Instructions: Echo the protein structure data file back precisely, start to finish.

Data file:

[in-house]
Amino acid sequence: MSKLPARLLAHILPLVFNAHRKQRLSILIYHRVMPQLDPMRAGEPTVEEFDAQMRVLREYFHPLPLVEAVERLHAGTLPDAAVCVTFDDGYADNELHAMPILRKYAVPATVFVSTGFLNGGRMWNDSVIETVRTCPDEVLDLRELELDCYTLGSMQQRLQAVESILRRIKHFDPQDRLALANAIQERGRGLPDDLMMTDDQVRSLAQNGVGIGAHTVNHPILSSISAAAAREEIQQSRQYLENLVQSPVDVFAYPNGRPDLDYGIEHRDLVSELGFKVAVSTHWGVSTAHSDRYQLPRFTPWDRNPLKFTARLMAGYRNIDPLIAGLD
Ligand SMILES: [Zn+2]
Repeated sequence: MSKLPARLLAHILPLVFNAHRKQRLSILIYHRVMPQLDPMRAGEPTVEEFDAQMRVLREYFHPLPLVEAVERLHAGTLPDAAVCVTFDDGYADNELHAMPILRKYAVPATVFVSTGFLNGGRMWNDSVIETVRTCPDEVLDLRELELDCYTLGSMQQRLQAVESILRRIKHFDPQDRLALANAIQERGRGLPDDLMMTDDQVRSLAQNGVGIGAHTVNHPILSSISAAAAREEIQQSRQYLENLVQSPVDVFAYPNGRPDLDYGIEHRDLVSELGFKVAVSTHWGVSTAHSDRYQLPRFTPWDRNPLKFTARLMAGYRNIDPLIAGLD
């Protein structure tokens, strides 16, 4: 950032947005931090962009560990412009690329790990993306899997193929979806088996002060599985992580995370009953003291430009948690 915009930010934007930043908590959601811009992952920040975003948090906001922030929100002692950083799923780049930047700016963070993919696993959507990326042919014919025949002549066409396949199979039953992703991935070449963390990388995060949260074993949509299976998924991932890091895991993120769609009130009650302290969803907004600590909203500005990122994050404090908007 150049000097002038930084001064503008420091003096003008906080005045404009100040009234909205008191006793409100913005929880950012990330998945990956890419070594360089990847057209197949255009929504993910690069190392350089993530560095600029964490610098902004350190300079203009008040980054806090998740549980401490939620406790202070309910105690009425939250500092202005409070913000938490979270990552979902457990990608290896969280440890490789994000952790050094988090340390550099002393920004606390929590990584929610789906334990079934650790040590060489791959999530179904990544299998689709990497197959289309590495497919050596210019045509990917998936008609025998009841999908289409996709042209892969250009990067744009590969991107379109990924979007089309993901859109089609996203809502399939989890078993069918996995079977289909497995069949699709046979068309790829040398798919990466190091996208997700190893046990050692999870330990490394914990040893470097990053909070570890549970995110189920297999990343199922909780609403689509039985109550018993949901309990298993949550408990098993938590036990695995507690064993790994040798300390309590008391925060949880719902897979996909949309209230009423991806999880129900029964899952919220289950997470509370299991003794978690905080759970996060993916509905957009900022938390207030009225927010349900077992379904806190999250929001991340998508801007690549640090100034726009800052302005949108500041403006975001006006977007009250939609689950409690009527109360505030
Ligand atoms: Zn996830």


[in-house]
Amino acid sequence: MSKLPARLLAHILPLVFNAHRKQRLSILIYHRVMPQLDPMRAGEPTVEEFDAQMRVLREYFHPLPLVEAVERLHAGTLPDAAVCVTFDDGYADNELHAMPILRKYAVPATVFVSTGFLNGGRMWNDSVIETVRTCPDEVLDLRELELDCYTLGSMQQRLQAVESILRRIKHFDPQDRLALANAIQERGRGLPDDLMMTDDQVRSLAQNGVGIGAHTVNHPILSSISAAAAREEIQQSRQYLENLVQSPVDVFAYPNGRPDLDYGIEHRDLVSELGFKVAVSTHWGVSTAHSDRYQLPRFTPWDRNPLKFTARLMAGYRNIDPLIAGLD
Ligand SMILES: [Zn+2]
Repeated sequence: MSKLPARLLAHILPLVFNAHRKQRLSILIYHRVMPQLDPMRAGEPTVEEFDAQMRVLREYFHPLPLVEAVERLHAGTLPDAAVCVTFDDGYADNELHAMPILRKYAVPATVFVSTGFLNGGRMWNDSVIETVRTCPDEVLDLRELELDCYTLGSMQQRLQAVESILRRIKHFDPQDRLALANAIQERGRGLPDDLMMTDDQVRSLAQNGVGIGAHTVNHPILSSISAAAAREEIQQSRQYLENLVQSPVDVFAYPNGRPDLDYGIEHRDLVSELGFKVAVSTHWGVSTAHSDRYQLPRFTPWDRNPLKFTARLMAGYRNIDPLIAGLD
């Protein structure tokens, strides 16, 4: 950032947005931090962009560990412009690329790990993306899997193929979806088996002060599985992580995370009953003291430009948690 915009930010934007930043908590959601811009992952920040975003948090906001922030929100002692950083799923780049930047700016963070993919696993959507990326042919014919025949002549066409396949199979039953992703991935070449963390990388995060949260074993949509299976998924991932890091895991993120769609009130009650302290969803907004600590909203500005990122994050404090908007 150049000097002038930084001064503008420091003096003008906080005045404009100040009234909205008191006793409100913005929880950012990330998945990956890419070594360089990847057209197949255009929504993910690069190392350089993530560095600029964490610098902004350190300079203009008040980054806090998740549980401490939620406790202070309910105690009425939250500092202005409070913000938490979270990552979902457990990608290896969280440890490789994000952790050094988090340390550099002393920004606390929590990584929610789906334990079934650790040590060489791959999530179904990544299998689709990497197959289309590495497919050596210019045509990917998936008609025998009841999908289409996709042209892969250009990067744009590969991107379109990924979007089309993901859109089609996203809502399939989890078993069918996995079977289909497995069949699709046979068309790829040398798919990466190091996208997700190893046990050692999870330990490394914990040893470097990053909070570890549970995110189920297999990343199922909780609403689509039985109550018993949901309990298993949550408990098993938590036990695995507690064993790994040798300390309590008391925060949880719902897979996909949309209230009423991806999880129900029964899952919220289950997470509370299991003794978690905080759970996060993916509905957009900022938390207030009225927010349900077992379904806190999250929001991340998508801007690549640090100034726009800052302005949108500041403006975001006006977007009250939609689950409690009527109360505030
Ligand atoms: Zn996830």